Kjetil Karlsen's debut monograph, Watching the Silence, invites readers to venture into northern Norway’s isolated and remote landscapes, seen through the author’s singular lens. Here, Karlsen’s life experiences are distilled into a world that is familiar yet, intriguingly, otherworldly. The book showcases nearly 90 black and white plates, divided into six chapters, and printed in dark, rich, and cold tones that capture the beauty and extremes of the distinct elements of the far north.

Karlsen’s photographs serve as gateways to mythological and psychological themes, unveiling the profound connection between the body, soul, and nature. As Arno Rafael Minkkinen, the renowned photographer whose expansive foreword opens the book, eloquently describes, Watching the Silence is “a kind of unguided tour by ghosts, one-legged wanderers, and soulless strangers performing their gravity-defying stunts, tender couplings, and displaying their psychic energies in an enigmatically desolate yet hardly unwelcoming landscape.”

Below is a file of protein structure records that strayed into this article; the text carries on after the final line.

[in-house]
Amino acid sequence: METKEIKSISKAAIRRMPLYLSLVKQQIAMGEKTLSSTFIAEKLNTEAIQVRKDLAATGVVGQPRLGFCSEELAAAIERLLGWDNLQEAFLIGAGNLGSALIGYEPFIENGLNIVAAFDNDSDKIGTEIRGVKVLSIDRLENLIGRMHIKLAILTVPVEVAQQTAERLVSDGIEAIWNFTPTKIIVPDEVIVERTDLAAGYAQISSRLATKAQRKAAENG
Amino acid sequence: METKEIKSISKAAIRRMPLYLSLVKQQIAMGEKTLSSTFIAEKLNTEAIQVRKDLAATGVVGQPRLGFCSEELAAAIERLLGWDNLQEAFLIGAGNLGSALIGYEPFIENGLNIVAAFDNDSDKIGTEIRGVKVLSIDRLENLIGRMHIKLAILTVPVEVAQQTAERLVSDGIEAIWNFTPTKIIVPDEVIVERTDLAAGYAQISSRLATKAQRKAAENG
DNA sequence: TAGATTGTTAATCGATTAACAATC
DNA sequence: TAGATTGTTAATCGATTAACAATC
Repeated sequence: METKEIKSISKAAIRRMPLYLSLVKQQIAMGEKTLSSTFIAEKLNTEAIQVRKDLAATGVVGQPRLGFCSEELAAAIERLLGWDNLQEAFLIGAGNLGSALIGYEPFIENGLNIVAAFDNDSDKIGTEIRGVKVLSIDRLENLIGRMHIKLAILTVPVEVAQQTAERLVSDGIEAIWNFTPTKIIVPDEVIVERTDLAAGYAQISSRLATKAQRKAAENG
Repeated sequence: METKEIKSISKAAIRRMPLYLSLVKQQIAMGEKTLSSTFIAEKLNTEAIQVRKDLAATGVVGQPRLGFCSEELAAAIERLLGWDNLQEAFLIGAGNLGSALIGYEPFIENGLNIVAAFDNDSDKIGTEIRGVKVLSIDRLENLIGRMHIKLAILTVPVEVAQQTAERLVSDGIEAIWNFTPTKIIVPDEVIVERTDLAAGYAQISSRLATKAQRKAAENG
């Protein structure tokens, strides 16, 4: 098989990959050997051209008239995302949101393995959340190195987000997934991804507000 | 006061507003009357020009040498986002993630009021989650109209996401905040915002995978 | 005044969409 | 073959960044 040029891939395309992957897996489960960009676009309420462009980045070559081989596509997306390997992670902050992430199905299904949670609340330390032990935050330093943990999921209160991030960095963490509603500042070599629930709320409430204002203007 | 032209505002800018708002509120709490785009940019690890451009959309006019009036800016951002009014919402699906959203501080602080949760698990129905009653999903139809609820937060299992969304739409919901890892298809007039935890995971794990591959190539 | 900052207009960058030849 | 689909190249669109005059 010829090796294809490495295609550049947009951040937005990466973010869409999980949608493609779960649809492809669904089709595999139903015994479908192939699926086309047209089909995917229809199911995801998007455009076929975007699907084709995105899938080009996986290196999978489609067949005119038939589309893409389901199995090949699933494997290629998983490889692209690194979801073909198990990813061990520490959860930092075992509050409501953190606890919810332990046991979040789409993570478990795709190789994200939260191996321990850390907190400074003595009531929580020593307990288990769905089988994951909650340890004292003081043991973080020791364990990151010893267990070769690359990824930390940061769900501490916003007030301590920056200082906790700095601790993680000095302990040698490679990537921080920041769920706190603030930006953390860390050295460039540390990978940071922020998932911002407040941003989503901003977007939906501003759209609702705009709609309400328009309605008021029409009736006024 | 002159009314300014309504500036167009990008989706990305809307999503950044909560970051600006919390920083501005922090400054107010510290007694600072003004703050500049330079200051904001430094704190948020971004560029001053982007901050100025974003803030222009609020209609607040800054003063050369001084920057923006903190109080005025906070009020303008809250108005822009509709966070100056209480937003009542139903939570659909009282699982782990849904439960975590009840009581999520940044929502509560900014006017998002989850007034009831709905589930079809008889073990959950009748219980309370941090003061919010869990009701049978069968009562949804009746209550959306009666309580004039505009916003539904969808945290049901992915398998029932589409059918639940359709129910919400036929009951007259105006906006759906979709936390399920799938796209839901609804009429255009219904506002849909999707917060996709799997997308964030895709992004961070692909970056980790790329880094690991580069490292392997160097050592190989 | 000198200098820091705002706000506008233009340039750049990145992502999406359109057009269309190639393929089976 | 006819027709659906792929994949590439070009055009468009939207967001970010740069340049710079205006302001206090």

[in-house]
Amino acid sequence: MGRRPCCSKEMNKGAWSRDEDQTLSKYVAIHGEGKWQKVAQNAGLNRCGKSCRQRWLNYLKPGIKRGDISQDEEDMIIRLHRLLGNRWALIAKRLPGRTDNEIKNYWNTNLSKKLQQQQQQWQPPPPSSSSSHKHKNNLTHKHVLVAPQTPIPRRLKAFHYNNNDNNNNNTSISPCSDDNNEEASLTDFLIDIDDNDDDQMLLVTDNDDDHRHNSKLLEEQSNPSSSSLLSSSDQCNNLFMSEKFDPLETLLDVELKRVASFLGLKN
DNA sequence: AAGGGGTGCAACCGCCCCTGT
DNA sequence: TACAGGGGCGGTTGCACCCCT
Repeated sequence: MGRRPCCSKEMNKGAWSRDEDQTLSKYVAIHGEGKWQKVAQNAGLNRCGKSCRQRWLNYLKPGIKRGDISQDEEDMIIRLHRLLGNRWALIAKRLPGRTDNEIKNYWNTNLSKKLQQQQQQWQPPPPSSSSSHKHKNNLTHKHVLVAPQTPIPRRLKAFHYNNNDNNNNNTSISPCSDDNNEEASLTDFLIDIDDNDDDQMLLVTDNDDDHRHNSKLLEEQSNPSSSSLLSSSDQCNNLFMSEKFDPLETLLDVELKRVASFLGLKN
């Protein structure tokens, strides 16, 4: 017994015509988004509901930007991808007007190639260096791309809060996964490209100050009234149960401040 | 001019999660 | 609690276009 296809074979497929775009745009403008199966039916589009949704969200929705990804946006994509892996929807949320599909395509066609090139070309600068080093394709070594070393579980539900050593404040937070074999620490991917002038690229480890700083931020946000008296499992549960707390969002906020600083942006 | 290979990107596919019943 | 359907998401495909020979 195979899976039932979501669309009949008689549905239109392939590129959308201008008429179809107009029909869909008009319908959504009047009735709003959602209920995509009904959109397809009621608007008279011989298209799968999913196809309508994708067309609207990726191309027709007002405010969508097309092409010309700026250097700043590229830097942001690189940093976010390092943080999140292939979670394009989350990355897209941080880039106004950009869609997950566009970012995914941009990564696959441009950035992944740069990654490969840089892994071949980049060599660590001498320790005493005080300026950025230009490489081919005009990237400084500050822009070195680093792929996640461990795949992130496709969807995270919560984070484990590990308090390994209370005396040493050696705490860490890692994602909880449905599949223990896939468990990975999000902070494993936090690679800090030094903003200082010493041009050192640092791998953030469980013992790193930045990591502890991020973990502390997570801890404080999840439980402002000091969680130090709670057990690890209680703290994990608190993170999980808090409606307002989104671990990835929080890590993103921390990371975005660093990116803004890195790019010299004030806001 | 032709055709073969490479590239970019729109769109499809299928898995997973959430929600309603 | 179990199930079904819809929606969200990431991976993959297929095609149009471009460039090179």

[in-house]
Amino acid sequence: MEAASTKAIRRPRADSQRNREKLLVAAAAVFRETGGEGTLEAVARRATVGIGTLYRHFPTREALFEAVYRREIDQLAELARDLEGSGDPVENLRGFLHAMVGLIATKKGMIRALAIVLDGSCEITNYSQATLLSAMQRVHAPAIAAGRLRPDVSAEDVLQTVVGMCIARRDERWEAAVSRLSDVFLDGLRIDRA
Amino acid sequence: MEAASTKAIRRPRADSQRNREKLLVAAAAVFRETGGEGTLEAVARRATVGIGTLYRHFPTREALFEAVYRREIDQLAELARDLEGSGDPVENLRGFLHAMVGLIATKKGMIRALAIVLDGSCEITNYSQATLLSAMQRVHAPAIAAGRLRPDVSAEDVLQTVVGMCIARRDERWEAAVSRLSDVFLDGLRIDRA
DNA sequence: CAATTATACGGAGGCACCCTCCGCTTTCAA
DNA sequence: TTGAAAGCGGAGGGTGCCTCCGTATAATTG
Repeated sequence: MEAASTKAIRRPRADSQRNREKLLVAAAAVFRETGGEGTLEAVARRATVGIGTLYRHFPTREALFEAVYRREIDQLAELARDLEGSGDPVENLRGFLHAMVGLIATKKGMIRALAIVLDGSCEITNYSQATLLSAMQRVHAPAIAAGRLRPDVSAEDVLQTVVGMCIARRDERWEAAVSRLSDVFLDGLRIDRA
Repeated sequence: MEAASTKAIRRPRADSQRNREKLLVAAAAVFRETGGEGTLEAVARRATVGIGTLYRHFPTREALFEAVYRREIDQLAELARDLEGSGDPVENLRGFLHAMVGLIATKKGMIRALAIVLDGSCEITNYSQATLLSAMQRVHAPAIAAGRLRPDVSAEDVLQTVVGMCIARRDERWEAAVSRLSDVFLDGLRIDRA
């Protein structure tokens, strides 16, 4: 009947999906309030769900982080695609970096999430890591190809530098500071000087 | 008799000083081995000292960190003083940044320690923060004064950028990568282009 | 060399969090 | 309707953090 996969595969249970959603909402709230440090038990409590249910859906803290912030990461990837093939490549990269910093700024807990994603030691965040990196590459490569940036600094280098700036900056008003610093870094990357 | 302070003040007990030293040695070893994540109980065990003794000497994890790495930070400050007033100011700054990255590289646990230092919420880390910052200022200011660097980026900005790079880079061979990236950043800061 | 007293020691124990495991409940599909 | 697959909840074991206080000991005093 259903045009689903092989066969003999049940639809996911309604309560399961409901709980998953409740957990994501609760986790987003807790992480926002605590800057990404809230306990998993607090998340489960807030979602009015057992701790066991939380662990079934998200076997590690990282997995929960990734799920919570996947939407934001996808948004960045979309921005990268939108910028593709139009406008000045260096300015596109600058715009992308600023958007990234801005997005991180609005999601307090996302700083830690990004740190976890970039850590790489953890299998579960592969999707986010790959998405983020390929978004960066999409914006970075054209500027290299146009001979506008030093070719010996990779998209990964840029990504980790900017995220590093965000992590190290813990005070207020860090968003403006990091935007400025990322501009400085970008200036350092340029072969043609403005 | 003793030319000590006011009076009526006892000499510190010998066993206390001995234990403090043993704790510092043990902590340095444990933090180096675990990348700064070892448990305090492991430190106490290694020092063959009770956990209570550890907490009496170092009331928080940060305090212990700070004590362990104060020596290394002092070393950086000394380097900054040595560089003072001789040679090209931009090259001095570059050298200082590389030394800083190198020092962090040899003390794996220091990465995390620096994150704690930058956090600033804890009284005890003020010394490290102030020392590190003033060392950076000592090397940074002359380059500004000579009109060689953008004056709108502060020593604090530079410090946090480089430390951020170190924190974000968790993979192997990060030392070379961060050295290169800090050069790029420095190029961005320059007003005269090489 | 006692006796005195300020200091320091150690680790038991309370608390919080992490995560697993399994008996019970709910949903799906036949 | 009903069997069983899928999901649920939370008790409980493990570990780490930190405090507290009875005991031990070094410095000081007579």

"When I create, I am entirely dependent on light. However, I aim to express universal emotions stemming from the deep silence within us, far down on the grayscale. We all carry this darkness, but most try to avoid it at all costs. I love the light and the joy, but the light would not be as valuable without the melancholy of darkness. It’s like the euphoria of a new summer after a long, dark, and cold winter here in the north." —Kjetil Karlsen

Watching the Silence is published by Skeleton Key Press.